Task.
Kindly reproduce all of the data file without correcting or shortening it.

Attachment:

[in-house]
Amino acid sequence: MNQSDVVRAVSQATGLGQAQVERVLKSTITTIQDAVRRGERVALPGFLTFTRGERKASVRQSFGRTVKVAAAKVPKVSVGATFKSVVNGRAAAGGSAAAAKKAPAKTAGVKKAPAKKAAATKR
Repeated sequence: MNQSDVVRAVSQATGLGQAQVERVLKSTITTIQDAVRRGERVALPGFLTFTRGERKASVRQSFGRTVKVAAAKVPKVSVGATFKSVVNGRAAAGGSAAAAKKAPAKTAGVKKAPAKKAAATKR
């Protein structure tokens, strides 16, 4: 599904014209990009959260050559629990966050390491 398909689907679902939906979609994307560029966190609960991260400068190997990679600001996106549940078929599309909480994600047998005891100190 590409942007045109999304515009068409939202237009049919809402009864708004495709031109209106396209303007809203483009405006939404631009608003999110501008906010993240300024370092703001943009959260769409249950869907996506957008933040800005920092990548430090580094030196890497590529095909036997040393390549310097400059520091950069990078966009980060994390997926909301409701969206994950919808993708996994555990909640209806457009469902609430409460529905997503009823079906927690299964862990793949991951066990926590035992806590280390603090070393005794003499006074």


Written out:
[in-house]
Amino acid sequence: MNQSDVVRAVSQATGLGQAQVERVLKSTITTIQDAVRRGERVALPGFLTFTRGERKASVRQSFGRTVKVAAAKVPKVSVGATFKSVVNGRAAAGGSAAAAKKAPAKTAGVKKAPAKKAAATKR
Repeated sequence: MNQSDVVRAVSQATGLGQAQVERVLKSTITTIQDAVRRGERVALPGFLTFTRGERKASVRQSFGRTVKVAAAKVPKVSVGATFKSVVNGRAAAGGSAAAAKKAPAKTAGVKKAPAKKAAATKR
């Protein structure tokens, strides 16, 4: 599904014209990009959260050559629990966050390491 398909689907679902939906979609994307560029966190609960991260400068190997990679600001996106549940078929599309909480994600047998005891100190 590409942007045109999304515009068409939202237009049919809402009864708004495709031109209106396209303007809203483009405006939404631009608003999110501008906010993240300024370092703001943009959260769409249950869907996506957008933040800005920092990548430090580094030196890497590529095909036997040393390549310097400059520091950069990078966009980060994390997926909301409701969206994950919808993708996994555990909640209806457009469902609430409460529905997503009823079906927690299964862990793949991951066990926590035992806590280390603090070393005794003499006074």